Your mileage may vary

Published December 17, 2006

The Environmental Protection Agency rewrote one of the great fictions of American life last week by changing the formula for calculating miles-per-gallon numbers on the window stickers of new cars, to take into account higher speeds, more aggressive driving, more air-conditioning use and other factors not in the old system. In other words, it's more like the way people actually drive. The rules cover 2008 models, some of which will be on sale next month. The change cuts the estimate of highway mileage by 8 percent on average, and city mileage up to 25 percent.

Got milk? Got genes?

Human beings have continued to evolve as recently as within the last 3,000 years, a team of geneticists has found. The newly detected change concerns the ability to digest milk in adulthood, and the mutated genes that make it possible were found among the peoples of East Africa. When cattle were first domesticated 9,000 years ago and people later started to consume their milk as well as their meat, natural selection would have favored anyone with a mutation that kept the lactase gene switched on even after babies were weaned. Such a mutation arose among an early cattle-raising people in north-central Europe - almost all Dutch people and 99 percent of Swedes are lactose tolerant. Now scientists have found completely separate genes that serve the same purpose - making adults lactose tolerant - in cultures focused on cattle in East Africa. The principal mutation, found among Nilo-Saharan-speaking ethnic groups of Kenya and Tanzania, arose 2,700 to 6,800 years ago, according to genetic estimates reported in the journal Nature Genetics.

College: Pay for what you get

Ursinus College, a small liberal arts institution in the eastern Pennsylvania countryside, made a strange discovery a few years ago. The college was losing applicants because its tuition was too low. So early in 2000 the board voted to raise tuition and fees 17.6 percent, to $23,460 (and to include a laptop for every incoming student to help soften the blow). Then it received nearly 200 more applications than the year before. Within four years the size of the freshman class had risen 35 percent. Applicants had apparently concluded that if the college cost more, it must be better. "It's bizarre and it's embarrassing, but it's probably true," said Dr. John Strassburger, the president. With the race for rankings and choice students shaping college pricing, the University of Notre Dame, Bryn Mawr College, Rice University, the University of Richmond and Hendrix College, in Conway, Ark., are just a few that have sharply increased tuition to match colleges they consider their rivals, while also providing more financial assistance. Families associate price with quality, and a tuition rise, accompanied by discounts, can lure more applicants.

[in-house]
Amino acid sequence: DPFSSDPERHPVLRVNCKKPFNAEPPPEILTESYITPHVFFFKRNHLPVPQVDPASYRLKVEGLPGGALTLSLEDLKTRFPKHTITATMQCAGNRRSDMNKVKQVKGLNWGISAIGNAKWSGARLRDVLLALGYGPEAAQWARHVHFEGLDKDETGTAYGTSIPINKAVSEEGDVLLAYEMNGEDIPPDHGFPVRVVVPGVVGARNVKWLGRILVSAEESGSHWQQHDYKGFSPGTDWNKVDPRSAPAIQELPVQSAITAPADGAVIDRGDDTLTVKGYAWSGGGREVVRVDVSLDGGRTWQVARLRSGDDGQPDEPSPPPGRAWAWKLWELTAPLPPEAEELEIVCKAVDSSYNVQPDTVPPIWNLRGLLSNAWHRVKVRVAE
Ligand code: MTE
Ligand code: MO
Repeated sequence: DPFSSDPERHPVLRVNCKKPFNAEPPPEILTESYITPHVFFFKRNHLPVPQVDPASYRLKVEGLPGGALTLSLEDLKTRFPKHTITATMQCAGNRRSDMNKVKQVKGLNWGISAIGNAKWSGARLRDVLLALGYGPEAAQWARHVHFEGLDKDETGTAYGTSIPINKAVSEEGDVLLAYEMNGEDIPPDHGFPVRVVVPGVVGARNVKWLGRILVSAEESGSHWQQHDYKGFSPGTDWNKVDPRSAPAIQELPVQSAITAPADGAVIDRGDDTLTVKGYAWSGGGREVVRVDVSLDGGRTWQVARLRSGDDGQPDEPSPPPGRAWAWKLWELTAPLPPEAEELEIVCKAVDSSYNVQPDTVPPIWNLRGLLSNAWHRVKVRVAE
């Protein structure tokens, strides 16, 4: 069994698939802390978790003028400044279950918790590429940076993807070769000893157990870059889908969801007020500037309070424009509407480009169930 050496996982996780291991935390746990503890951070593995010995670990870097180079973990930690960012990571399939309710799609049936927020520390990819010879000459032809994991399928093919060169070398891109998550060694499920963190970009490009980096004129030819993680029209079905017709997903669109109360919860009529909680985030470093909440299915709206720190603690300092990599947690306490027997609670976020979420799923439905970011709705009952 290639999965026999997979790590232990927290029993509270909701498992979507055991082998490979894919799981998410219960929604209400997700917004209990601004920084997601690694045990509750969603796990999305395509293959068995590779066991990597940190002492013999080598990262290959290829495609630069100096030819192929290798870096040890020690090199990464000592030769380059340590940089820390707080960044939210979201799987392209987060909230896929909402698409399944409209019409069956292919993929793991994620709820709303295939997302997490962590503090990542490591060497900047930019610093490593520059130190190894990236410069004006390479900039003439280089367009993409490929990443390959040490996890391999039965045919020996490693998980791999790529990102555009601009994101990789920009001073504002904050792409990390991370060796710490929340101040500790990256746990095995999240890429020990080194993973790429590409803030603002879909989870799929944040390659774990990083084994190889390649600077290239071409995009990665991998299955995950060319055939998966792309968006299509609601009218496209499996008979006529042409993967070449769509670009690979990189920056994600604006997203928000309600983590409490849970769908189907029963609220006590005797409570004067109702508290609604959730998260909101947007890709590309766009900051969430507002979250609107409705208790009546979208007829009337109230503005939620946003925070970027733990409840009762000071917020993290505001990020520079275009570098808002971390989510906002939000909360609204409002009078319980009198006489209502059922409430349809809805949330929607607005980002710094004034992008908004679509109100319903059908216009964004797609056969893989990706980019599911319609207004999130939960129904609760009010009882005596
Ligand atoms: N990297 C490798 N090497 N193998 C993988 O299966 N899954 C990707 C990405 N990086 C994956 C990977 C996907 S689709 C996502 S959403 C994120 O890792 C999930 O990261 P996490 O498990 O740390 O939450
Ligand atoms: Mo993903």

On Mars, don't drink the water

Okay, so water has flowed on Mars within the last few years. Images of Martian gullies show what appear to be the deposits left by little spurts of water as they trickled downhill. If an astronaut could bottle up some of this extraterrestrial water, could she drink it? Probably not. At this point, it's impossible to know exactly which minerals are dissolved in the water, and in what concentrations. But the evidence from salt deposits elsewhere on the surface suggests that a Martian aquifer isn't exactly Poland Spring. There's a reasonable chance that any liquid you might find on the surface of the planet would be an acidic sludge of minerals.

Look out, lawn guy

California lawn mowers and leaf blowers will have to have catalytic converters as of the new year. Last week, the Environmental Protection Agency granted California long-awaited permission to slash emissions from lawn mowers and other small-engine machines. The converters cut smog emissions by roughly 40 percent. Next year, the EPA plans to seek the same change across the nation. Lawn mower engines pollute more than you might imagine. Engines under 50 horsepower account for 7 percent of smog emissions in California from mobile sources, the equivalent of about 3-million cars. The California Air Resources Board has estimated that walk-behind mowers will cost between $37 and $52 more .